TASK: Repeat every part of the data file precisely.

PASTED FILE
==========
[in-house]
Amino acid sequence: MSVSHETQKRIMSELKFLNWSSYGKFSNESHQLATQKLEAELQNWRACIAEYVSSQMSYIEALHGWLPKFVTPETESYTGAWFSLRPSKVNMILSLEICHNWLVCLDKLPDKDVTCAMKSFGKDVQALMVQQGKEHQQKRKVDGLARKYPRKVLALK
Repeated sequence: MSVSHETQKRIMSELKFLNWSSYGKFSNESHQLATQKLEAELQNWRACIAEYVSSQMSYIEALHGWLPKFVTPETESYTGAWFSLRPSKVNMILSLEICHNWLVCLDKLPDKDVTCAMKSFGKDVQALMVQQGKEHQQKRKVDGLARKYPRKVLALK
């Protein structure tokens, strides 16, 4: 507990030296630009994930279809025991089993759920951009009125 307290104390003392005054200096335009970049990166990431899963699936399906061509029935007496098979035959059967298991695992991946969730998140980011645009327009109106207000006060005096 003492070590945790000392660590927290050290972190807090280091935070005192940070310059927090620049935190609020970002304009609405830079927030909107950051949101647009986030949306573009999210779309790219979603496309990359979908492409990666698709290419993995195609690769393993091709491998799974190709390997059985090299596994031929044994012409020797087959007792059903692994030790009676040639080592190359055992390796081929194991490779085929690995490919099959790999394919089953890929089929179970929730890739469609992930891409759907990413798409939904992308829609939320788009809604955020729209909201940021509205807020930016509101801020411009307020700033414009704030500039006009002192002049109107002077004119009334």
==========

[in-house]
Amino acid sequence: MSVSHETQKRIMSELKFLNWSSYGKFSNESHQLATQKLEAELQNWRACIAEYVSSQMSYIEALHGWLPKFVTPETESYTGAWFSLRPSKVNMILSLEICHNWLVCLDKLPDKDVTCAMKSFGKDVQALMVQQGKEHQQKRKVDGLARKYPRKVLALK
Repeated sequence: MSVSHETQKRIMSELKFLNWSSYGKFSNESHQLATQKLEAELQNWRACIAEYVSSQMSYIEALHGWLPKFVTPETESYTGAWFSLRPSKVNMILSLEICHNWLVCLDKLPDKDVTCAMKSFGKDVQALMVQQGKEHQQKRKVDGLARKYPRKVLALK
């Protein structure tokens, strides 16, 4: 507990030296630009994930279809025991089993759920951009009125 307290104390003392005054200096335009970049990166990431899963699936399906061509029935007496098979035959059967298991695992991946969730998140980011645009327009109106207000006060005096 003492070590945790000392660590927290050290972190807090280091935070005192940070310059927090620049935190609020970002304009609405830079927030909107950051949101647009986030949306573009999210779309790219979603496309990359979908492409990666698709290419993995195609690769393993091709491998799974190709390997059985090299596994031929044994012409020797087959007792059903692994030790009676040639080592190359055992390796081929194991490779085929690995490919099959790999394919089953890929089929179970929730890739469609992930891409759907990413798409939904992308829609939320788009809604955020729209909201940021509205807020930016509101801020411009307020700033414009704030500039006009002192002049109107002077004119009334």